Wednesday, August 21, 2013

5 Questions with Daniel Pyle

Daniel Pyle writes the kind of horror I like. Suspenseful, visceral, and...horrific. He's the author of, among other things, the novels Freeze and Dismember, plus he's written some great short stories that can be found in various anthologies. He's a hell of a nice guy to boot. (Need proof? Just look at that beard!) It's great to have Daniel on board to answer my five questions.


1 – What’s your latest book about?

I’m probably shooting myself in the foot by doing this—promotionally speaking—but it’s been a while since my last release, so I’m going to tell you about something that’s right around the bend instead. I have a novella coming out soon. It’s called Deep Rough, and it alternates between two plots, one of which takes place on a golf course where things are about to…well, let’s just say that if you were there, a penalty stroke would be the least of your concerns. It’s pretty intense, and I've had a ton of fun writing it. I’m excited to see what people think. I've only shown the cover to a few close friends, but what better time than now for a big reveal!


2 – Who’s your favorite author and/or what’s your favorite book?

Pretty much every horror or suspense writer loves Stephen King, right? Well, I’m no exception. He’s written so much iconic fiction, but my favorite King book (my favorite book period, actually) is The Shining. There’s something about the combination of terror, isolation, and one big mother of a snow-in that’s always intrigued me. So much so that I must have read the book at least a dozen times now. But no matter how many times I've read it, thinking about those topiary animals sneaking up on Danny in the playground still gives me the heebies.

3 – What’s your favorite aspect of writing?

Believe it or not, my favorite part is the technical aspect, picking out interesting synonyms and breaking up long paragraphs to improve the flow. You know the stuff I’m talking about: the boring English-class stuff. Don’t get me wrong, I love creating characters and following them through dicey situations too, but for whatever reason I've always really dug syntax and diction and the minutia of the craft. I think those are the kinds of things some authors don’t concentrate on until the second or third draft, but I like the nitty gritty so much that I always do it as I go. I can’t not do it. The downside to writing that way is that I sometimes take a long time to finish a project, but the upside is that my first drafts are usually relatively polished, which means editing is more of a final read-through than an overwhelming, soul-crushing drag.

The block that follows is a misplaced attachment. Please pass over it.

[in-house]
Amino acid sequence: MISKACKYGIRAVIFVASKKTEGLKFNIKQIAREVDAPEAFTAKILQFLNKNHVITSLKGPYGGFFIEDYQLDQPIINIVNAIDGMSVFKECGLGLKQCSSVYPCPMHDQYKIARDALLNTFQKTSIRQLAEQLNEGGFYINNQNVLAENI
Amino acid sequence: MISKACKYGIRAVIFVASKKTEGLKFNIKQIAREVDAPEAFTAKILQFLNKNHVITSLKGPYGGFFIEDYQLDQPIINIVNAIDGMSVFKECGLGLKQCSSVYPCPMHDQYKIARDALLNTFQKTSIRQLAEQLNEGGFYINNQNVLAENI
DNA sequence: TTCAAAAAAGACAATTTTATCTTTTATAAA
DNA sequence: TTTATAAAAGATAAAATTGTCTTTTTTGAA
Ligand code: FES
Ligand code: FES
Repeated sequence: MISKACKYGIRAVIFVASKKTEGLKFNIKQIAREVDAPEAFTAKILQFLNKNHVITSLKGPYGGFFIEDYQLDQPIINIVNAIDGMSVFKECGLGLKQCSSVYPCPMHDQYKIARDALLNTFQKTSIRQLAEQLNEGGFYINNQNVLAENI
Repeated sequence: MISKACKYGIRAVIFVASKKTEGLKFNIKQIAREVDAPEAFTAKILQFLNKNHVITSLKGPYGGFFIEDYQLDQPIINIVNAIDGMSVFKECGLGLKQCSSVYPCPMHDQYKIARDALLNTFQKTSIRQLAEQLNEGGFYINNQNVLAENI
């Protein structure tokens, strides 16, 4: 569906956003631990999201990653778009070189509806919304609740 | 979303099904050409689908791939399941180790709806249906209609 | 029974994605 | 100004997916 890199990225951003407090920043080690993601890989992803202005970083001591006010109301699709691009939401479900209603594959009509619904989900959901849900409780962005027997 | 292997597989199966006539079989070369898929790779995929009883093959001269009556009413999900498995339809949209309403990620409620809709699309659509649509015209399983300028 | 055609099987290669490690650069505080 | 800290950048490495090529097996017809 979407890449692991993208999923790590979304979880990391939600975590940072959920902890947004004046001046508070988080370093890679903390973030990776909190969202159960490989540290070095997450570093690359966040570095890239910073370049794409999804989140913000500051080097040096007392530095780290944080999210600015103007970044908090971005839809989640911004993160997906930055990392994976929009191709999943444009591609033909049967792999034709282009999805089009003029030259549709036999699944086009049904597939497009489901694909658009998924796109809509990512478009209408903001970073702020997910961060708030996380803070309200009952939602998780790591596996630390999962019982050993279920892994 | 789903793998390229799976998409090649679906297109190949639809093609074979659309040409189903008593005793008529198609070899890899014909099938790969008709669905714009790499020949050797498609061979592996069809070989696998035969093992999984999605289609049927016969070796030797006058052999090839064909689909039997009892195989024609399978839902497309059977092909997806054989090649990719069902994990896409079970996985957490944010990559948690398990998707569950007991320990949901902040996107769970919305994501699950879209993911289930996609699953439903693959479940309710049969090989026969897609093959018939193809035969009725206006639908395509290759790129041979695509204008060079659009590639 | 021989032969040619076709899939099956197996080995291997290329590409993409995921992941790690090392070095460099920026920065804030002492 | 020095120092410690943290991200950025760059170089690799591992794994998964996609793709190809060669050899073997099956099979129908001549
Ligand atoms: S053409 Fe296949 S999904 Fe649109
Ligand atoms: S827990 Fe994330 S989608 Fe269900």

4 – Any good anecdotes about being a writer?

Maybe this is more of a daddy moment than a writer moment, but one thing I’ll never forget is the time I showed my first paperback book to my daughter. I’d dreamed of holding my own book in my hands for most of my life, and there I was, savoring the moment. My daughter must have been about two at the time, but she was already very talkative. When I showed her the book, she said, “Cool! Can we read it on your iPad?” If that’s not a sign of the times, I don’t know what is.

5 – What was the most helpful writing advice you've ever received?

Someone once told me not to underestimate the reader, that most people are capable of understanding what you’re saying without you over-explaining every little detail, and that’s something I've always taken to heart. A single, well-chosen word can sometimes fill in for a whole sentence, or even a whole paragraph.


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